Sonic Debris: The psychedelic minimalism of Jarse

In this occasional series Joel Kupiainen takes a look at the secret forms of Music, hidden in plain view. In the second edition of Sonic Debris, Joel discusses Turku-based psychedelic minimalist power duo Jarse.

In this occasional series Joel Kupiainen takes a look at the secret forms of Music, hidden in plain view. In the second edition of Sonic Debris, Joel discusses Turku-based psychedelic minimalist power duo Jarse.

Kaarlo Stauffer

Kaarlo Stauffer

Of the whole circle of experimental musicians associated with the Fonal label, few have as singular and distinct a vision as Turku-based multi-instrumentalist and electronics wizard Jari Suominen. His contribution as keyboardist for psychedelic folk-rockers Kiila and his work with his older group Shogun Kunitoki is characterized by a penchant for simple, yet blissful chords and melodies and the warm tones of analog oscillators. Rumor has it that the man harbors a particular fondness for the round buzz of square waves when working with sound synthesizers.

Fonal

Fonal

Jarse’s debut album Det går runt igen – which was almost completely ignored to death by the Finnish music press upon it’s release in the summer of 2014 – takes this approach and refines it further. Performing as a duo with drummer Jaakko Tolvi, whose extensive activities as a drummer alone would require a feature in itself, Jarse take a bare bones approach to psychedelic music from the angle of repetition and minimalism.

Riffs and themes carry strong hints of vintage Scandinavian psychedelia, though never sounding outdated or clichéd. Occasionally Suominen sings soft melodies over his organically pulsating collages of sound.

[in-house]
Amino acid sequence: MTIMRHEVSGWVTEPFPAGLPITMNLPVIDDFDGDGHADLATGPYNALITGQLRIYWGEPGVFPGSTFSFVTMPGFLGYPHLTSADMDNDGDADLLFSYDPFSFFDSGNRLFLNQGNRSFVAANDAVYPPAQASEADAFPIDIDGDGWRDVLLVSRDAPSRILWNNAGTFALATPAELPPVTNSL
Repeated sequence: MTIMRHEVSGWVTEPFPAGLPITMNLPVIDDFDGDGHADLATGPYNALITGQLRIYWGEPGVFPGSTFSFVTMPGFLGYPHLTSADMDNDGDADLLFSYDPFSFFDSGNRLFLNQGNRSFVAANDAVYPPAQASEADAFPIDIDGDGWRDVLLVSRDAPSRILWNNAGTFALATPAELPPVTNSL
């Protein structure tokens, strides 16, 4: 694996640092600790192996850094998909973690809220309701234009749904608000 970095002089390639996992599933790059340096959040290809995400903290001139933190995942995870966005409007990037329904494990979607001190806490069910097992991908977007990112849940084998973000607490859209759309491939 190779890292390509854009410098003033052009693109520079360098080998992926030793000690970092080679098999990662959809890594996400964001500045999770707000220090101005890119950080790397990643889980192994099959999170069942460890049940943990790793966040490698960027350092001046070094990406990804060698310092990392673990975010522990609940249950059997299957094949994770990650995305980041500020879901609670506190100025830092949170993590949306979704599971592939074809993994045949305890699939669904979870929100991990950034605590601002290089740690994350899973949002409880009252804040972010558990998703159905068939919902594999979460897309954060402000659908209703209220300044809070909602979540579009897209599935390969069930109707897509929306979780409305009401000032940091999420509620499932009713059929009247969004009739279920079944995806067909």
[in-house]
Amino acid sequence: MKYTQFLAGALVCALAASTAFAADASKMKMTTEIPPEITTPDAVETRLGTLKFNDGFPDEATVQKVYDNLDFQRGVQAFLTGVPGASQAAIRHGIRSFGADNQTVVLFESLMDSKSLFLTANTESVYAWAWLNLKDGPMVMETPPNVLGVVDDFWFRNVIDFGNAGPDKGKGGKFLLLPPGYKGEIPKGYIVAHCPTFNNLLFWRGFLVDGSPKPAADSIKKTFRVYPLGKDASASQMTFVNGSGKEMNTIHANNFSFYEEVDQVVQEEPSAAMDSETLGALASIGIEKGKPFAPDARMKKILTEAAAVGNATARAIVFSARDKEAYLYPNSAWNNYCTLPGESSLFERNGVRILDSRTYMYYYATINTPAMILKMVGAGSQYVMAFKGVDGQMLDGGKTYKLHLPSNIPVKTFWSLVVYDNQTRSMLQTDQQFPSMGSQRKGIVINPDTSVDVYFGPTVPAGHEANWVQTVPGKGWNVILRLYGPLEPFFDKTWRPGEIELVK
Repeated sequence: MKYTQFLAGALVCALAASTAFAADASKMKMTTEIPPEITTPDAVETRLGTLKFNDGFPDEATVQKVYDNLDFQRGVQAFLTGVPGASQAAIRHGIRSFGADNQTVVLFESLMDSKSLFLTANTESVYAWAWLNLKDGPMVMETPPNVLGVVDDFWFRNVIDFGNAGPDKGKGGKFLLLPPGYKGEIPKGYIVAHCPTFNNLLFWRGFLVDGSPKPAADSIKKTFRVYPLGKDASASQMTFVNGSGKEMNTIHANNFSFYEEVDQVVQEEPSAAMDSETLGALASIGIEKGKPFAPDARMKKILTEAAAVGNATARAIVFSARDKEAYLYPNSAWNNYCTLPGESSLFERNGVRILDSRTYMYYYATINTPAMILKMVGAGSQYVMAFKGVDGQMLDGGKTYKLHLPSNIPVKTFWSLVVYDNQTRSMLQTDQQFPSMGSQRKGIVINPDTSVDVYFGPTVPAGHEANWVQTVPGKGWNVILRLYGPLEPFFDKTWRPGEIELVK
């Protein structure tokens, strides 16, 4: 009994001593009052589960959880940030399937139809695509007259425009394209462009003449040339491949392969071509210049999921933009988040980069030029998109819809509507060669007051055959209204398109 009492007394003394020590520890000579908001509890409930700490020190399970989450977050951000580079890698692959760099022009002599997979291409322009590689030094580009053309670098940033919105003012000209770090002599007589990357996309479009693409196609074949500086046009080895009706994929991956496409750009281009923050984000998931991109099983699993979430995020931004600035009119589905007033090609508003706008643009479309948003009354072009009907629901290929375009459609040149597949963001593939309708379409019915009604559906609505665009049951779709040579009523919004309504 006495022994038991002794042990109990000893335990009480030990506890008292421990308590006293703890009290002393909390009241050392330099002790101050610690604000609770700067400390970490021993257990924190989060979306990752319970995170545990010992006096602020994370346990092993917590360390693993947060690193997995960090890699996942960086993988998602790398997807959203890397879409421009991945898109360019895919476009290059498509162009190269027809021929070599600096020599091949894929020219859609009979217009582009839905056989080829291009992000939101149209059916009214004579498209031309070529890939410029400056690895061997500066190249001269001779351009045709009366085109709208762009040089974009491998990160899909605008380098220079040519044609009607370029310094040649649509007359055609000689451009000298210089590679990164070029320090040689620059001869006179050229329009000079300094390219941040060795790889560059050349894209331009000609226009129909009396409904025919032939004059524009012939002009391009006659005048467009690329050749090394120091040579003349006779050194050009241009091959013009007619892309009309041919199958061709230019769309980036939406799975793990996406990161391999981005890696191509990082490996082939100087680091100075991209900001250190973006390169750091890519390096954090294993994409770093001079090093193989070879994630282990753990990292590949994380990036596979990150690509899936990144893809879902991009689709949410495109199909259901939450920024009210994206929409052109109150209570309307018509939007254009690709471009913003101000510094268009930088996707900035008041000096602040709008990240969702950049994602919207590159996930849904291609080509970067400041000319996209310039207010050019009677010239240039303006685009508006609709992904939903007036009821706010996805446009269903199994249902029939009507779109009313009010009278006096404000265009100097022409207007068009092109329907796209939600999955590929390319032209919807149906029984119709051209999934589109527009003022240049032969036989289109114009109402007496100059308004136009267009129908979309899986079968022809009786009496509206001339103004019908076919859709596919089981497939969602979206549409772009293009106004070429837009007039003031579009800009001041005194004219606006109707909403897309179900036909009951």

A four song-cycle, the album stands as a milestone in modern Finnish psychedelia. Often repetitive keyboard and guitar-lines are layered on top of each other, creating a kaleidoscopic mass of sound. At other times a single guitar or synth plays beautiful repetitive melodies against bubbling electronics. Riffs and themes carry strong hints of vintage Scandinavian psychedelia, though never sounding outdated or clichéd. Occasionally Suominen sings soft melodies over his organically pulsating collages of sound. It plays like a soundtrack to a film, equal parts retro-futurist sci-fi and scandinavian fantasy.

Live, Jarse is a real treat. While Tolvi’s solid drumming is always a pleasure to hear live, the duo’s compositions really come alive in a live-setting. Operating as a duo, there’s an amount of pre-recorded sounds to the live show, but the emphasis is on the hypnotic repetition of the live guitars and keyboards performed by Suominen. Unlike a lot of psychedelic music, though, Suominen’s compositions, especially his melodies, are actually quite accessible and memorable, which makes the live show very approachable, despite the obvious experimental flair.

Apparently, a second album will eventually see the light of day at some point in the future. Jarse has also provided an alternative score to the cult flick Conan the Barbarian at the H2Ö-festival in 2014. We at Sonic Debris hold our breath while waiting for future endeavors of this dynamic duo.

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